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|Rank of this word in the English language, from analyzing texts from Project Gutenberg.|
Middle English sengle < Old French sengle < [[w:Template:lang:la language|Template:lang:la]][[Category:Template:lang:la derivations]] singulus a diminutive from the root in simplex "simple". See simple, and confer singular.
Adjectivesingle (not comparable)
- Not accompanied by anything else.
- Can you give me a single reason not to leave right now?
- Not divided in parts.
- The potatoes left the spoon and landed in a single big lump on the plate.
- Designed for the use of only one.
- a single room
- Designed for a single use; not reusable.
- the anti-aircraft rocket is fired from a single use launch platform.
- Not married.
- Josh put down that he was a single male on the dating website.
- (botany) Having only one rank or row of petals.
- (not accompanied by anything else): lone, sole
- (not divided in parts): unbroken, undivided, uniform
- (not married): unmarried
- A 45rpm vinyl record with one song on side A and one on side B.
- A popular song released and sold (on any format) nominally on its own though usually has at least one extra track.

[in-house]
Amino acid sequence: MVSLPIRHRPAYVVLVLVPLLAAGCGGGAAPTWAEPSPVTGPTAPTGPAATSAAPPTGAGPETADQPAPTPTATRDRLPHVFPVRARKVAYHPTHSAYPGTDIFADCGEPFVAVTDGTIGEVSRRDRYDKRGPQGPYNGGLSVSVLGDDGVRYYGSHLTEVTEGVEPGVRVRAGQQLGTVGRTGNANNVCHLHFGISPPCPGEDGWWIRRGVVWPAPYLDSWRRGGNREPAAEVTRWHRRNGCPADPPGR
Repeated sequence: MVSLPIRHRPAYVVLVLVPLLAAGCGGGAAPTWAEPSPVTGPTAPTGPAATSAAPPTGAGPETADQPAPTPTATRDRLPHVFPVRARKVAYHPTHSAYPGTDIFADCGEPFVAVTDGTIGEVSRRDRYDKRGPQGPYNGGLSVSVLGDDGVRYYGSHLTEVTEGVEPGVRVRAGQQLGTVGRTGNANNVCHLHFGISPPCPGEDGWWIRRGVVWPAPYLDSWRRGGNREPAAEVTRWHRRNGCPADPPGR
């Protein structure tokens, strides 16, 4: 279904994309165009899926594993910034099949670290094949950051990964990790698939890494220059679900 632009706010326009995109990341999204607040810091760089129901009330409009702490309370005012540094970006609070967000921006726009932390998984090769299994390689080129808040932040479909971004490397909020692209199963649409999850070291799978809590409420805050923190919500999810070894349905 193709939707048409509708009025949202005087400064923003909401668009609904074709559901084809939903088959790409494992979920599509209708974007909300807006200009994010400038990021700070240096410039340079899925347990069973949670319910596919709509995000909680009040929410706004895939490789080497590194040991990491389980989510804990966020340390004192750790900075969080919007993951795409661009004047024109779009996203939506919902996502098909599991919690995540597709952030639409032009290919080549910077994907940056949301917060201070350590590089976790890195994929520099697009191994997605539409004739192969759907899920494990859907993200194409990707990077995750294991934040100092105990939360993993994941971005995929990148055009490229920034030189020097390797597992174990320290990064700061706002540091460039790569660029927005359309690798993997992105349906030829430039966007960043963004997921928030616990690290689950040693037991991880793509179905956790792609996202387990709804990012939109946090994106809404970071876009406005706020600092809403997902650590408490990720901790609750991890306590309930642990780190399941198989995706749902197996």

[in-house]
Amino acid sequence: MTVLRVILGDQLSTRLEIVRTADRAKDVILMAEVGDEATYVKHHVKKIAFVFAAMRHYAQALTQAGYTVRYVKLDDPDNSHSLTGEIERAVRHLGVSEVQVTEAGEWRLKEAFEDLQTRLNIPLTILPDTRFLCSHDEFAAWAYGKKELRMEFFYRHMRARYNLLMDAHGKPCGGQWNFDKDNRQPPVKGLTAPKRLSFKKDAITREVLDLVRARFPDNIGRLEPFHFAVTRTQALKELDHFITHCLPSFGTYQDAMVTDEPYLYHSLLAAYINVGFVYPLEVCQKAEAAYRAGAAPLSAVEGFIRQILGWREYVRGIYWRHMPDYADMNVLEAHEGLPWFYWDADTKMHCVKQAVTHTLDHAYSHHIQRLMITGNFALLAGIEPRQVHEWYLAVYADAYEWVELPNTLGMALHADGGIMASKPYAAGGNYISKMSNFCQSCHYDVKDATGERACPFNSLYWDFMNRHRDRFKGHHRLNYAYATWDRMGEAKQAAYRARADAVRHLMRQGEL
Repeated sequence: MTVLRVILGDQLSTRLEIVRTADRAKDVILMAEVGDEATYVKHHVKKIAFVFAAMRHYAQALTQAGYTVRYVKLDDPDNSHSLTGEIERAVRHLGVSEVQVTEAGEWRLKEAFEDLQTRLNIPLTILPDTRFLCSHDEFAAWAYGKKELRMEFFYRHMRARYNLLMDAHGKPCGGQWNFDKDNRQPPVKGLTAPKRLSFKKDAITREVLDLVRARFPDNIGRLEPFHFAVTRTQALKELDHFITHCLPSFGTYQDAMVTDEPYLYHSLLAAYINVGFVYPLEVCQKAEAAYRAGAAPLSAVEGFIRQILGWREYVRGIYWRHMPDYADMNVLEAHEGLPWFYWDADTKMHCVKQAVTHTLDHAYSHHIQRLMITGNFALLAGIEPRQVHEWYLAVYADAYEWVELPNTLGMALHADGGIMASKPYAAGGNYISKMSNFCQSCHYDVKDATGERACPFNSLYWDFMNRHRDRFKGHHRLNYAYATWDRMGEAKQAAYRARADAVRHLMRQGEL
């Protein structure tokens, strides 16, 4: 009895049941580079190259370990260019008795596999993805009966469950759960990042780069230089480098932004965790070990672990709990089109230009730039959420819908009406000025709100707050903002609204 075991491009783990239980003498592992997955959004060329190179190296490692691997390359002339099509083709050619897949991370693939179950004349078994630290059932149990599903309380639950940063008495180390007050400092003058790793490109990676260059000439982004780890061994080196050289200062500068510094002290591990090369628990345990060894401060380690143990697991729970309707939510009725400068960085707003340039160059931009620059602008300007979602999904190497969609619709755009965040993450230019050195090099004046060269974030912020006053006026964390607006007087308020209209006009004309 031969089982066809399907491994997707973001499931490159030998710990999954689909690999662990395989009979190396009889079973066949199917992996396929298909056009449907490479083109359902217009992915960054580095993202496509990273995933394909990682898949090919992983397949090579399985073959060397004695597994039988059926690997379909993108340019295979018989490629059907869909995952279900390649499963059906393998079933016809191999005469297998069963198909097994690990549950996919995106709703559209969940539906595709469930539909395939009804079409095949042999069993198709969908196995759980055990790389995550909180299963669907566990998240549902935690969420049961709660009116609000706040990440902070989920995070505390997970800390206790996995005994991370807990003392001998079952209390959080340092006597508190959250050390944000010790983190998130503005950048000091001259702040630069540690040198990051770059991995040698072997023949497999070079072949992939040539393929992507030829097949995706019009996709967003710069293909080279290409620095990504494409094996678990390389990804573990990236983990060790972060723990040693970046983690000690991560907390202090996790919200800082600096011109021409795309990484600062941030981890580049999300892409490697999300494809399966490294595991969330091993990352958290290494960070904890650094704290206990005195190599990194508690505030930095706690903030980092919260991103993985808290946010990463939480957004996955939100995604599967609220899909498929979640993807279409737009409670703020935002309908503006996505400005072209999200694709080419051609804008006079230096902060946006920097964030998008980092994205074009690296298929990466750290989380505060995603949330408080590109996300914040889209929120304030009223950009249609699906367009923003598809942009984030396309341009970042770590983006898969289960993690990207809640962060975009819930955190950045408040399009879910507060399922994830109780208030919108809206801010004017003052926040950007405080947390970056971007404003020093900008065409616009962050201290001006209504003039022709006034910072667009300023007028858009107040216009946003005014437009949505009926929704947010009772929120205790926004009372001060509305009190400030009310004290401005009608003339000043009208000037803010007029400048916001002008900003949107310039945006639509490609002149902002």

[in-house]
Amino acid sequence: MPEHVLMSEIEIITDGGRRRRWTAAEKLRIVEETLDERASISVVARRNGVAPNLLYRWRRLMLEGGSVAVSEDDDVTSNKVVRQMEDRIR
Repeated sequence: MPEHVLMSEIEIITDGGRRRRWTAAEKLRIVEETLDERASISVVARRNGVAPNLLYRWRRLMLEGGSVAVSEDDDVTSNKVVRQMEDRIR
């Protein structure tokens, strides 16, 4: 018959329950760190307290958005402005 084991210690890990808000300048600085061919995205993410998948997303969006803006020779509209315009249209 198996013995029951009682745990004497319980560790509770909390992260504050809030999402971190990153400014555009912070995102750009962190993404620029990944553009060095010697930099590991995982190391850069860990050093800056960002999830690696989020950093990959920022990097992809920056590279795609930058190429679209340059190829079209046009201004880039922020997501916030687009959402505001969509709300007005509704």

- One who is not married.
- He went to the party, hoping to meet some friendly singles there.
- (cricket) A score of one run.
- (baseball) A hit in baseball where the batter advances to first base.
- A bill valued at $1.
- I don't have any singles, so you'll have to make change.
Third person singular
- To identify or select one member of a group from the others; generally used with out, either to single out or to single (something) out.
- Eddie singled out his favorite marble from the bag.
- Evonne always wondered why Ernest had singled her out of the group of giggling girls she hung around with.
- (baseball) To get a hit that advances the batter exactly one base.
- Pedro singled in the bottom of the eighth inning, which, if converted to a run, would put the team back into contention.
- “single” in Webster’s Revised Unabridged Dictionary, G. & C. Merriam, 1913.
- "single" in the Online Etymology Dictionary, Douglas Harper, 2001
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